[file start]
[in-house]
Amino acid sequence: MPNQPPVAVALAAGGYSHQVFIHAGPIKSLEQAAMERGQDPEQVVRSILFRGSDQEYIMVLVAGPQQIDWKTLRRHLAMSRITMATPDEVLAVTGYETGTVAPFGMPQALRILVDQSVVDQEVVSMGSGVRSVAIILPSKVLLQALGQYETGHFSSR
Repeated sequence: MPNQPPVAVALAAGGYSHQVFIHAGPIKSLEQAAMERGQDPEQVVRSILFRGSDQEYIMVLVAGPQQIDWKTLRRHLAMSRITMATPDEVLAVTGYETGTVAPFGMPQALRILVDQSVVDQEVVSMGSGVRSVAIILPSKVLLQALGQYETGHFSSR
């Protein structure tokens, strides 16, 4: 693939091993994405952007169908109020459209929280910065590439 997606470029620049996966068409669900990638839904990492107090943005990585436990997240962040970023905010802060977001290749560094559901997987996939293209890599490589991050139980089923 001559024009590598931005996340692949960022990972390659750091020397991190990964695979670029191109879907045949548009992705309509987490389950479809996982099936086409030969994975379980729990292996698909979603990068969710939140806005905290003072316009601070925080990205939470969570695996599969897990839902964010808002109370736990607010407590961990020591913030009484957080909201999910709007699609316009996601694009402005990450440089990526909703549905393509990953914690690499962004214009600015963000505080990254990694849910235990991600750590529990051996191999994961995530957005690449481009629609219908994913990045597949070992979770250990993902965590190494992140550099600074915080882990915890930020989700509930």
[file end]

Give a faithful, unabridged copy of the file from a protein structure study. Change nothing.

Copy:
[in-house]
Amino acid sequence: MPNQPPVAVALAAGGYSHQVFIHAGPIKSLEQAAMERGQDPEQVVRSILFRGSDQEYIMVLVAGPQQIDWKTLRRHLAMSRITMATPDEVLAVTGYETGTVAPFGMPQALRILVDQSVVDQEVVSMGSGVRSVAIILPSKVLLQALGQYETGHFSSR
Repeated sequence: MPNQPPVAVALAAGGYSHQVFIHAGPIKSLEQAAMERGQDPEQVVRSILFRGSDQEYIMVLVAGPQQIDWKTLRRHLAMSRITMATPDEVLAVTGYETGTVAPFGMPQALRILVDQSVVDQEVVSMGSGVRSVAIILPSKVLLQALGQYETGHFSSR
């Protein structure tokens, strides 16, 4: 693939091993994405952007169908109020459209929280910065590439 997606470029620049996966068409669900990638839904990492107090943005990585436990997240962040970023905010802060977001290749560094559901997987996939293209890599490589991050139980089923 001559024009590598931005996340692949960022990972390659750091020397991190990964695979670029191109879907045949548009992705309509987490389950479809996982099936086409030969994975379980729990292996698909979603990068969710939140806005905290003072316009601070925080990205939470969570695996599969897990839902964010808002109370736990607010407590961990020591913030009484957080909201999910709007699609316009996601694009402005990450440089990526909703549905393509990953914690690499962004214009600015963000505080990254990694849910235990991600750590529990051996191999994961995530957005690449481009629609219908994913990045597949070992979770250990993902965590190494992140550099600074915080882990915890930020989700509930």